MPs fight Newport Wafer Fab takeover by Chinese

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Concerns: Zhang Xuezheng is on track to buy Newport Wafer Fab

The Chinese tech tycoon behind a controversial takeover of a British company is heading for the UK as part of a charm offensive with Ministers, The Mail on Sunday has learnt. 

Zhang Xuezheng, also known as Mr Wing, is set to fly here within weeks amid growing opposition to the acquisition of a semiconductor plant among senior politicians. 

Wing’s visit forms part of an attempt by executives at his firm, Wingtech Technology, to settle nerves over a dispute, likely to come to a head next month.

Last year, through its European business Nexperia, Wingtech bought Newport Wafer Fab, which produces vital parts for making semiconductors in South Wales. 

The Government last month said it was ‘considering the case and no decisions have been made’. It is not clear if the case is being reviewed under the National Security & Investment Act, which might allow Ministers to block the deal. National Security Adviser Stephen Lovegrove has also been examining the deal. 

The deal was this weekend criticised by the chair of the powerful Parliamentary Foreign Affairs Committee, Tom Tugendhat MP, who argued the need to protect Britain’s ‘industrial heartlands’ and innovation. Tugendhat said it was ‘absolutely baffling’ that it had not yet been blocked. 

‘I don’t give a damn if China owns a road or a railway. What I do care about is companies that have intellectual property, and that can be moved abroad,’ he said. When asked if the Government should block the deal, Tugendhat said: ‘This is exactly what the National Security & Investment Act is for.’ He called on the Government to ‘get on with it and use the powers it has got’. 

Lord Alton, a crossbench peer, described the sale of the factory to a Chinese buyer as ‘madness’ while ex-Conservative leader Sir Iain Duncan Smith said failure to block the sale was ‘yet another step in the pathetic process of appeasing China’. In 2020, MPs blocked the use of China’s Huawei technology in Britain’s 5G networks. There have also been concerns raised about Chinese involvement in Britain’s nuclear energy programme. 

Nexperia executive Toni Versluijs, who is responsible for the UK business, which also includes a factory in Manchester, arrives in London this week to meet Whitehall officials to argue the company’s case. He told The Mail on Sunday: ‘We effectively saved the company from bankruptcy. Newport Wafer Fab was heading towards the end, and we saved more than 400 jobs and then created some more.’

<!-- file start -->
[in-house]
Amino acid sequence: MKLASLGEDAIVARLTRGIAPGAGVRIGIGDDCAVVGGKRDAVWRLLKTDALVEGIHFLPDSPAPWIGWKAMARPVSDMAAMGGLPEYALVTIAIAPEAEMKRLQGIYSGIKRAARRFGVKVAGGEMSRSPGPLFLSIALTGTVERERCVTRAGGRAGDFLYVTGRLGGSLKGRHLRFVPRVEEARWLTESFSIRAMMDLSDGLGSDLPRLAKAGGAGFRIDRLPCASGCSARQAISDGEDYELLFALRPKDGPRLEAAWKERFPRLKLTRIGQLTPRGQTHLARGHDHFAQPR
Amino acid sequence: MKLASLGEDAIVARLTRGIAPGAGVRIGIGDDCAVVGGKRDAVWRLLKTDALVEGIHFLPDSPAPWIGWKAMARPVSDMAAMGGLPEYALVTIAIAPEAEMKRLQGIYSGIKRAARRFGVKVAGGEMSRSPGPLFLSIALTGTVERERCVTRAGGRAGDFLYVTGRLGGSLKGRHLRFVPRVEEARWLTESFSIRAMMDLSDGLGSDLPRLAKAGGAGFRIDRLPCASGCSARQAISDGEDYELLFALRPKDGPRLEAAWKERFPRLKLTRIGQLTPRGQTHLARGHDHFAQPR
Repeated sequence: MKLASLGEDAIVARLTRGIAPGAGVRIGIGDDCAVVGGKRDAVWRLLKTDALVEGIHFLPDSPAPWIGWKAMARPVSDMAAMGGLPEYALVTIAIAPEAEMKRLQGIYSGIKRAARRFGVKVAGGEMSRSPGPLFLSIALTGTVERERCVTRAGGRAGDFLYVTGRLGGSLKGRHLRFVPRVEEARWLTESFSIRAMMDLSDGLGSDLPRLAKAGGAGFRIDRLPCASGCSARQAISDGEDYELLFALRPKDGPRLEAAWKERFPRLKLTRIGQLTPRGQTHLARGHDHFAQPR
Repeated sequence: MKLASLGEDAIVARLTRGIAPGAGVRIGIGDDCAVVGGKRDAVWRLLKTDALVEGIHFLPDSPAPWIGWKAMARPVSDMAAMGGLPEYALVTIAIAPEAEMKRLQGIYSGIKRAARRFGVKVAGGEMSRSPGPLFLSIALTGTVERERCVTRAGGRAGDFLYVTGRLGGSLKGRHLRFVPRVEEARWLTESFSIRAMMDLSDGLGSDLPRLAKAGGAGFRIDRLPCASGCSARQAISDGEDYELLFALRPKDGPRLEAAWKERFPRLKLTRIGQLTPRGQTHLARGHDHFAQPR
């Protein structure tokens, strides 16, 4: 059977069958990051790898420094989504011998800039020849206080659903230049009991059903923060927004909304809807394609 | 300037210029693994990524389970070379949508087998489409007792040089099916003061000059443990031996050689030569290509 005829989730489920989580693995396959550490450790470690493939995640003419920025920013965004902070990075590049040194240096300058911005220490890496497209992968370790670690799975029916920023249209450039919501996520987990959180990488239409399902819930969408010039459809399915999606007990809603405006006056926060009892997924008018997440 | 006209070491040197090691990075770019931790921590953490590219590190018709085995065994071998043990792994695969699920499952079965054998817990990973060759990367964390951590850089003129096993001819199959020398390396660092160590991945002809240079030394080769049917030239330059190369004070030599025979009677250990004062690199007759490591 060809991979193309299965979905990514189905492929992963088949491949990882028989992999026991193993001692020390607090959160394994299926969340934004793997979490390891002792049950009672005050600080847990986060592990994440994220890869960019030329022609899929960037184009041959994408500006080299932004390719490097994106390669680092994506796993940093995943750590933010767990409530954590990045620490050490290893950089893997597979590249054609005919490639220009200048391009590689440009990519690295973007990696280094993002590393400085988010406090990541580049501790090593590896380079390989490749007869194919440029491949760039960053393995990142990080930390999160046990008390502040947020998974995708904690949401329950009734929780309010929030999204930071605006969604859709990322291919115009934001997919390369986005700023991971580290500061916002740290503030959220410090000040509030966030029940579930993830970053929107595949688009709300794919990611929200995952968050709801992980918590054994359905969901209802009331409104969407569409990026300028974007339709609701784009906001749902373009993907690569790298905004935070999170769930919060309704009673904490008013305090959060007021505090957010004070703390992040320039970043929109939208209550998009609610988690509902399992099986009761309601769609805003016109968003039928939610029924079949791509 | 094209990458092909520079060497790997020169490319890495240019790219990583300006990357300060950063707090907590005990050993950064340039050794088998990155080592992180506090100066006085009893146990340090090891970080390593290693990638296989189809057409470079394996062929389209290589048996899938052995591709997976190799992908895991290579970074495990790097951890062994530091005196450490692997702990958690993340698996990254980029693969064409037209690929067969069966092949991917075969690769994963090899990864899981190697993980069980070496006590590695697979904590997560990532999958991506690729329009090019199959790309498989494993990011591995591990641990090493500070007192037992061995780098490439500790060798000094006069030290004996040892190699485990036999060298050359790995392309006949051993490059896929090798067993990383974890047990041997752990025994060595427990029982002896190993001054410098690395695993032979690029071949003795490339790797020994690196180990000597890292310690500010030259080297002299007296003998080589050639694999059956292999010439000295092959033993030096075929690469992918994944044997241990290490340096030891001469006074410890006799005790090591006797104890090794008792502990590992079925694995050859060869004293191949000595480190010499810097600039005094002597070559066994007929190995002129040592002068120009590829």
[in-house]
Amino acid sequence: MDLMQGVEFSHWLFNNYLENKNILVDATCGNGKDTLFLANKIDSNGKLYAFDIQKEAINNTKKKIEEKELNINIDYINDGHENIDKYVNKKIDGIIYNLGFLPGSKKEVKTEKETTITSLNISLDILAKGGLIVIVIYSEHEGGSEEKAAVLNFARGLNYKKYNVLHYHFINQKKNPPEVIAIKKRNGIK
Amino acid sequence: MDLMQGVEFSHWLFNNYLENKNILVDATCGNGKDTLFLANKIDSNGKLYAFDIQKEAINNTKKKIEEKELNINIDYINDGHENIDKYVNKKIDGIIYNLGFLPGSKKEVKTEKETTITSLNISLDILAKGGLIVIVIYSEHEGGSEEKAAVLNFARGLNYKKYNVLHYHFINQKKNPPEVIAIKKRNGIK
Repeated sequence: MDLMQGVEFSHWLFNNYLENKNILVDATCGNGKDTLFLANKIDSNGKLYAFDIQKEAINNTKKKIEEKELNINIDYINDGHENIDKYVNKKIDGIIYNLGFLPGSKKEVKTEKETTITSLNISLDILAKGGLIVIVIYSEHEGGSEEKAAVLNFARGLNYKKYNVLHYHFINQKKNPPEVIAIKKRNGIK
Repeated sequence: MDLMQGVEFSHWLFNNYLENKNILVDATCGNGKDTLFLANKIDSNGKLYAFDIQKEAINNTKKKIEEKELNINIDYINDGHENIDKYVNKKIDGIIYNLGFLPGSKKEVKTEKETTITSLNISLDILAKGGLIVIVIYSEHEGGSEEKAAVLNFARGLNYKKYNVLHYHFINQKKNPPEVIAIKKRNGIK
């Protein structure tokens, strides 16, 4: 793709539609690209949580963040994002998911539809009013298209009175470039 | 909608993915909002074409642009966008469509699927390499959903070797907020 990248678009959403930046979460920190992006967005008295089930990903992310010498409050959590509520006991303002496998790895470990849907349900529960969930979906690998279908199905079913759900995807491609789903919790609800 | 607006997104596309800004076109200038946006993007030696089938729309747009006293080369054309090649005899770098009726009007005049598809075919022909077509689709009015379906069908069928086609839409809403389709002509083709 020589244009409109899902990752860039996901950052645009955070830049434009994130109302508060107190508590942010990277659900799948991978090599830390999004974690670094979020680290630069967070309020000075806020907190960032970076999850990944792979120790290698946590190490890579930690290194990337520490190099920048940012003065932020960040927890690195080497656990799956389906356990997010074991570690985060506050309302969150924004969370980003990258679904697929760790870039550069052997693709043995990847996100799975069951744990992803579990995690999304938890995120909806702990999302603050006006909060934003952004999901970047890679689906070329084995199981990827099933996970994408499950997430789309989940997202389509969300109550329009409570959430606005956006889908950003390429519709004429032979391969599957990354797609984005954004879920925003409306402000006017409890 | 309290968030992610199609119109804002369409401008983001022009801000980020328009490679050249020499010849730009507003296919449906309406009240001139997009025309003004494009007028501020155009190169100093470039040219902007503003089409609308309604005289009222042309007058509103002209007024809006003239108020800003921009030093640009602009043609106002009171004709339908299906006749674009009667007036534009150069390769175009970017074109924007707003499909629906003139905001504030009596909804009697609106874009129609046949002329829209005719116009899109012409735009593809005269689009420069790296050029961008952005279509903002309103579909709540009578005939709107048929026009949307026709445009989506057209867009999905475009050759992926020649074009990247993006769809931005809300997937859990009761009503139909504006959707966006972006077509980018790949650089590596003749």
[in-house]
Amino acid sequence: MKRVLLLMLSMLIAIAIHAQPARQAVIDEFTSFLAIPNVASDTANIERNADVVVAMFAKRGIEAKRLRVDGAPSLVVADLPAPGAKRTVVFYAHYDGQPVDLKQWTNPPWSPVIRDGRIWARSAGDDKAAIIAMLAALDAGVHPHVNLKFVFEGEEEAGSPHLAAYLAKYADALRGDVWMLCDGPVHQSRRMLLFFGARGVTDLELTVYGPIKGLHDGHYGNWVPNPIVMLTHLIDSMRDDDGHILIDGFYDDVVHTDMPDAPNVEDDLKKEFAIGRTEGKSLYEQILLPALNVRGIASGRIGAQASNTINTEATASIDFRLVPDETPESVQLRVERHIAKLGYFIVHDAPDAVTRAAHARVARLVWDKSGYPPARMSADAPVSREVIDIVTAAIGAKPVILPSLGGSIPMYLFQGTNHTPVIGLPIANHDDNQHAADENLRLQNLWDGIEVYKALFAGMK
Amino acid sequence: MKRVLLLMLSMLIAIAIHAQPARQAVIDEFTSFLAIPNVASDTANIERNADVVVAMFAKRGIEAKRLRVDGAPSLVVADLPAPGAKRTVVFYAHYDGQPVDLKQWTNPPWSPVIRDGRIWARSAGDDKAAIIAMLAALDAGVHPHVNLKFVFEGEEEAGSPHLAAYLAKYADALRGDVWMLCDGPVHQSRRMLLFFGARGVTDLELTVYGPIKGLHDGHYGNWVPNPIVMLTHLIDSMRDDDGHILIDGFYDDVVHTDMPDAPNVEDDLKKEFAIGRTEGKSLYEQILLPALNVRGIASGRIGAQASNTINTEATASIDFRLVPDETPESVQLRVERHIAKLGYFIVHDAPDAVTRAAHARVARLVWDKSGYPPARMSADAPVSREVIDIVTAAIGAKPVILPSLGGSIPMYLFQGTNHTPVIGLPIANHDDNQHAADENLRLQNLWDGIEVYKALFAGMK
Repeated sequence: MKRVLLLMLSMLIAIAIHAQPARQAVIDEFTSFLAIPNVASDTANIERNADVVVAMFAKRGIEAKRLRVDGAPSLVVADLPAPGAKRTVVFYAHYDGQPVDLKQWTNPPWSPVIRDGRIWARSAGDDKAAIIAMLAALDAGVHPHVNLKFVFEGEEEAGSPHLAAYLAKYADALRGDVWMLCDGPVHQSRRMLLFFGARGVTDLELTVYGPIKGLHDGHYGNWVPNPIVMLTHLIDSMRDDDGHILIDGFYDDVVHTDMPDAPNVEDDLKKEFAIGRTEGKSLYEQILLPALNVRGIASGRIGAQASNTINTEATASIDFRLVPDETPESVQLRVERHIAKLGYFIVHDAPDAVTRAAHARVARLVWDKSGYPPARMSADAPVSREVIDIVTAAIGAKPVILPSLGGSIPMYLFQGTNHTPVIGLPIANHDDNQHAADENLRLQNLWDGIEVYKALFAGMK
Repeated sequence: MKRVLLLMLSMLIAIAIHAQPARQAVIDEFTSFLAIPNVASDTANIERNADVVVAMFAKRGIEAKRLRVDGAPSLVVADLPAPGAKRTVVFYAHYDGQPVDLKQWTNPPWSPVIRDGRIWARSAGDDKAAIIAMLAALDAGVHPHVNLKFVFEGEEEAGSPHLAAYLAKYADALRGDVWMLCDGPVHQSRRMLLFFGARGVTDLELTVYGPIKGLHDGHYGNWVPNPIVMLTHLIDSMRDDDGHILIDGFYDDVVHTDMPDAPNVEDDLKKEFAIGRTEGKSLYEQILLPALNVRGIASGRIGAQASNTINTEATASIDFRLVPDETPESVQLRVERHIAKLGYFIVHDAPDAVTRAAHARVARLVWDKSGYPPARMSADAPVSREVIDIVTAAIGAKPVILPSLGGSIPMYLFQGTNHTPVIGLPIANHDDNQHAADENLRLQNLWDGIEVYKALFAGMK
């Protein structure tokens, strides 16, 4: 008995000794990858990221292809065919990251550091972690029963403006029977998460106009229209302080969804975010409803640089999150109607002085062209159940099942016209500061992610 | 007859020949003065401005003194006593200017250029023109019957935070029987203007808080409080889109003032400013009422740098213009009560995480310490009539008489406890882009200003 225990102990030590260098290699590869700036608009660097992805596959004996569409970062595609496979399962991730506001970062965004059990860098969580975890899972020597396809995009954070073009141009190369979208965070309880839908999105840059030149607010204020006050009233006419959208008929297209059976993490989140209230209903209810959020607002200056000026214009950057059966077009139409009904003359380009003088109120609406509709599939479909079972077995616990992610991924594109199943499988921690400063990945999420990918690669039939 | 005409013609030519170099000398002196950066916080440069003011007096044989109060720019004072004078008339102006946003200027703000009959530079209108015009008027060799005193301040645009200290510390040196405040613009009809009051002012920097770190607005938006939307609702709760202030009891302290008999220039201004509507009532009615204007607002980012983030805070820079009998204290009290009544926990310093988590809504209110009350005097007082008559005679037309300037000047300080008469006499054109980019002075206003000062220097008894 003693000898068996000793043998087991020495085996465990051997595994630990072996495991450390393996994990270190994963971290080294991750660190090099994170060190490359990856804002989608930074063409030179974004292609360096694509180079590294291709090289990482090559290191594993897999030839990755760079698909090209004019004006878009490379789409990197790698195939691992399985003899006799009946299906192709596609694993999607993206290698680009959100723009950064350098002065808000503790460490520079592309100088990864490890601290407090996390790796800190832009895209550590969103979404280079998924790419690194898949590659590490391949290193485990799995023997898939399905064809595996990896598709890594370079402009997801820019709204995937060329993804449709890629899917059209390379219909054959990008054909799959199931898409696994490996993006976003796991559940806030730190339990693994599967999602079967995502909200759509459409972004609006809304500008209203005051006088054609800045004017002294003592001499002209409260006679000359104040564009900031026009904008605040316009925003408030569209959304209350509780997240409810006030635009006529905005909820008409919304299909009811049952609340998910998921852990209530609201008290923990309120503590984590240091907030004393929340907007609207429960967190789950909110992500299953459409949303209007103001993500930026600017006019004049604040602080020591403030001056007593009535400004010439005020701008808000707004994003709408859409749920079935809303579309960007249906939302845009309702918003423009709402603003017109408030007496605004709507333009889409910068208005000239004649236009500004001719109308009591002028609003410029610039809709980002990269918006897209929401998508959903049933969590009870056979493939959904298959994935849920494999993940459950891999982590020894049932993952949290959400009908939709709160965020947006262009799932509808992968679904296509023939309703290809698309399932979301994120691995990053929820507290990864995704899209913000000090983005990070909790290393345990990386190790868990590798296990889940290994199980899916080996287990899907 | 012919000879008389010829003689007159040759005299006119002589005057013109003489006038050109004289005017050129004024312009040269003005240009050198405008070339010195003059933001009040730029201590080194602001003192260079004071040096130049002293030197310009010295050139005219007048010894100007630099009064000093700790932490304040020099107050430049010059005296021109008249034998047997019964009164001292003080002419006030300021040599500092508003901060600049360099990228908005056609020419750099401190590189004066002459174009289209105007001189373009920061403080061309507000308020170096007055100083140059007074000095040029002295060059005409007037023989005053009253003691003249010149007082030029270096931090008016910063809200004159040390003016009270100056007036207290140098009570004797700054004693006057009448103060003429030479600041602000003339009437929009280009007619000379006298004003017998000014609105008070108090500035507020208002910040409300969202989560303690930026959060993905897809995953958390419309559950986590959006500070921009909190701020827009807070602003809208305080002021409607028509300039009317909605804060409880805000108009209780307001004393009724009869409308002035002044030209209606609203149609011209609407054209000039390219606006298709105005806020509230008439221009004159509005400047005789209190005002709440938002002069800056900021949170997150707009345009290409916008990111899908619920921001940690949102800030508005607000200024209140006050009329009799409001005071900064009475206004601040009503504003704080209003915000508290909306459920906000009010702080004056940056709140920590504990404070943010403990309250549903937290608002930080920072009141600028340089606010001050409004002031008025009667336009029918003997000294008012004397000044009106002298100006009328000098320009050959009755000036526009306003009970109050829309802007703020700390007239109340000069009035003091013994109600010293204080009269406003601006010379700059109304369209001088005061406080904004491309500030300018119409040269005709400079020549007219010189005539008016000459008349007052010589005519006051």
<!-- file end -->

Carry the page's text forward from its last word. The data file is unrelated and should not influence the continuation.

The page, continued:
The semiconductor ‘wafers’ made in Newport are a vital component in the chip-making process. They are mostly shipped to Asia to make finished semiconductors and account for more than half the value of the final product. 

The ‘power’ semiconductors made with wafers are used to make products for companies that include Dyson, in hair dryers and vacuum cleaners, and Bosch, Versluijs said, adding the company had not anticipated the ‘negative reaction’. 

‘The national security angle is the one that really surprises us,’ he added. ‘Since when is a hair dryer a national security concern?’ 

He said Nexperia was ‘a Dutch company with primarily European heritage’ while Wingtech was a company whose shares are ‘traded publicly in Shanghai’ adding: ‘So there is a no such thing as a state influence or state ownership.’ 

Versluijs said two Chinese state municipalities owned up to 20 per cent of Wingtech, whose shareholders also include Wing, with a stake of about 17 per cent. 

Scrutiny: The semiconductor 'wafers' made in Newport are a vital component in the chip-making process

Scrutiny: The semiconductor 'wafers' made in Newport are a vital component in the chip-making process

Scrutiny: The semiconductor ‘wafers’ made in Newport are a vital component in the chip-making process

‘Those shareholders have signed an agreement that it is also a financial investment and that they will not involve themselves with any decision that the company takes. So that is, I would say, a security layer. Those documents do exist. The municipalities said – look this is a financial investment. We are not going to interfere in whatever way with any of the businesses.’ 

Versluijs said he hadn’t been ‘formally contacted’ on any investigation linked to national security. 

The Department for Culture, Media and Sport is understood to have visited the plant last week as part of its review of Britain’s semiconductor capacity. But Versluijs said: ‘So far we have not been formally approached on, let’s call it, an investigation on the political side.’ 

Zhang Xuezheng is aiming to meet senior Government officials and Ministers when he arrives in the UK. Versluijs said that he had ‘the intention to meet a number of people around Whitehall to put a couple of things in the right perspective’. 

But industry observers said they have been surprised by the lack of Government action over the deal. 

Semiconductor veteran Ron Black is understood to have tabled an alternative £300million offer for the firm, supported by a consortium of ten investors.

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